High inflation is still a problem.
After surprising the markets with a 50-basis-points repo-rate cut in the April monetary policy meeting, the RBI has surprised the markets again with no cut in Monday’s mid-quarter policy review, when everyone was expecting a 25-point cut.
So what might have driven the RBI’s decision?
Primarily a belief that the current slowdown in growth is due to slowdown in investment activity and that “role of interest rates are relatively small” in driving investments.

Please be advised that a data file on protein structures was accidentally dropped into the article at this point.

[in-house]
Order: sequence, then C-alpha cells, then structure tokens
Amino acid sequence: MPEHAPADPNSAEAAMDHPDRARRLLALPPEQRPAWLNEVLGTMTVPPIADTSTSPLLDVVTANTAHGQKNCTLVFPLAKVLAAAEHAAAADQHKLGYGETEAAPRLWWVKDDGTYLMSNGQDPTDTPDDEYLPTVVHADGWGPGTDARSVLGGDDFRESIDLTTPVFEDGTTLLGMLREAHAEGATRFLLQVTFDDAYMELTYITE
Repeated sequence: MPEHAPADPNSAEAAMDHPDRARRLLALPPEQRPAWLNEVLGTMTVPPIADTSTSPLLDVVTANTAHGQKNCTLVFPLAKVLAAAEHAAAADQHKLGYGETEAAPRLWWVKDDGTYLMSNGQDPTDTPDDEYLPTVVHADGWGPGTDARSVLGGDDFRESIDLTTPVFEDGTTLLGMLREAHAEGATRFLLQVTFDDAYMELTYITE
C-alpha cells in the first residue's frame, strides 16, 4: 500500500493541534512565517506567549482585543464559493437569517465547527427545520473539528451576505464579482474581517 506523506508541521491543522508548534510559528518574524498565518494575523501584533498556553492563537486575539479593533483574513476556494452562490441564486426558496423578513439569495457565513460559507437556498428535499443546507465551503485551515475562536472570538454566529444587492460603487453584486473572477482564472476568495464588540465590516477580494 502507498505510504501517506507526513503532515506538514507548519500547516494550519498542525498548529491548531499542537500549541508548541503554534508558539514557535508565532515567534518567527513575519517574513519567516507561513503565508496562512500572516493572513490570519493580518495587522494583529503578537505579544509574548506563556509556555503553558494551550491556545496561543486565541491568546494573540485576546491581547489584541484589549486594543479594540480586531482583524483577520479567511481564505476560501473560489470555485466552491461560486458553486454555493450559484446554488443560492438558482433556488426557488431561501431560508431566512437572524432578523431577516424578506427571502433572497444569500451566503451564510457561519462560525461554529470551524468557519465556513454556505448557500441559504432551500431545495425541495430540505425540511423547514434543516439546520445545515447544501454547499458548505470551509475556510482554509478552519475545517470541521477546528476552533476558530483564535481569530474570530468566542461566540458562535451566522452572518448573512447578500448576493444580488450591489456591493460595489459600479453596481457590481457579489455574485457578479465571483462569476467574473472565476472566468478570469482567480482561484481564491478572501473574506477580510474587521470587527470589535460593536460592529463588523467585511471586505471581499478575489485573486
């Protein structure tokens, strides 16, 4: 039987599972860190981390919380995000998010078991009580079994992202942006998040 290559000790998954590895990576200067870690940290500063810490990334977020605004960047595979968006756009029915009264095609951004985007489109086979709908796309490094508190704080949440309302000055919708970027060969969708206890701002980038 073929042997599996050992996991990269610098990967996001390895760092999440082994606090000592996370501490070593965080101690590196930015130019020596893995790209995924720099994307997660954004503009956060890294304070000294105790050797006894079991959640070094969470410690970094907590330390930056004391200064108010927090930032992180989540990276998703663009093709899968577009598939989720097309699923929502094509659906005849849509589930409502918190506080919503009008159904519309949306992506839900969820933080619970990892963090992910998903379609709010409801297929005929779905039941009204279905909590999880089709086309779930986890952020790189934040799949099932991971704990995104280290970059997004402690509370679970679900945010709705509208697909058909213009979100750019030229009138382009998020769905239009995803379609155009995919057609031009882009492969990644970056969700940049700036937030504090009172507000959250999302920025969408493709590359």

The belief seems to be that the subsidy burden of the Government is limiting or crowding out public investment, especially at a time when “reviving investment is a critical imperative”.
On the inflation front, the moderation in the wholesale price index from 10 per cent in September to 7.7 per cent in March is a welcome sign, though the consumer price index remains at elevated levels.
The bottom line is that the central bank is concerned about slowing growth, but high inflation is hampering efforts to cut rates aggressively at this juncture. In the trade-off between growth and inflation, it looks like the latter has prevailed for now.
(The author is chief executive of financial services in Aditya Birla Group.)